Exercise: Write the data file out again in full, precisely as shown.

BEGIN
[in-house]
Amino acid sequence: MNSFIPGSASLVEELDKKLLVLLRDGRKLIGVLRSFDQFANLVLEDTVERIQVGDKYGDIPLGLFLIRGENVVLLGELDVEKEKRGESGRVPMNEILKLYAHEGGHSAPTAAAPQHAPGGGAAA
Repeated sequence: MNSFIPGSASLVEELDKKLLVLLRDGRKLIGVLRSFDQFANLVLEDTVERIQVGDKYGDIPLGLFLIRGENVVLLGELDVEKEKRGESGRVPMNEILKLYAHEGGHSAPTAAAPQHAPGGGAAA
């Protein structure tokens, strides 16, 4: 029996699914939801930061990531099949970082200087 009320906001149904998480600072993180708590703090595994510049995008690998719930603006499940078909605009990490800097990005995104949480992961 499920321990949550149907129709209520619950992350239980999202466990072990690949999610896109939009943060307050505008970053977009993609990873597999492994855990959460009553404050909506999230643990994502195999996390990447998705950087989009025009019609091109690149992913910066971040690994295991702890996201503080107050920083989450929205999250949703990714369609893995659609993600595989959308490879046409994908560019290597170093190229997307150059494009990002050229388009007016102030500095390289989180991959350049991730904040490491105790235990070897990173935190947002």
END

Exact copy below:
[in-house]
Amino acid sequence: MNSFIPGSASLVEELDKKLLVLLRDGRKLIGVLRSFDQFANLVLEDTVERIQVGDKYGDIPLGLFLIRGENVVLLGELDVEKEKRGESGRVPMNEILKLYAHEGGHSAPTAAAPQHAPGGGAAA
Repeated sequence: MNSFIPGSASLVEELDKKLLVLLRDGRKLIGVLRSFDQFANLVLEDTVERIQVGDKYGDIPLGLFLIRGENVVLLGELDVEKEKRGESGRVPMNEILKLYAHEGGHSAPTAAAPQHAPGGGAAA
């Protein structure tokens, strides 16, 4: 029996699914939801930061990531099949970082200087 009320906001149904998480600072993180708590703090595994510049995008690998719930603006499940078909605009990490800097990005995104949480992961 499920321990949550149907129709209520619950992350239980999202466990072990690949999610896109939009943060307050505008970053977009993609990873597999492994855990959460009553404050909506999230643990994502195999996390990447998705950087989009025009019609091109690149992913910066971040690994295991702890996201503080107050920083989450929205999250949703990714369609893995659609993600595989959308490879046409994908560019290597170093190229997307150059494009990002050229388009007016102030500095390289989180991959350049991730904040490491105790235990070897990173935190947002």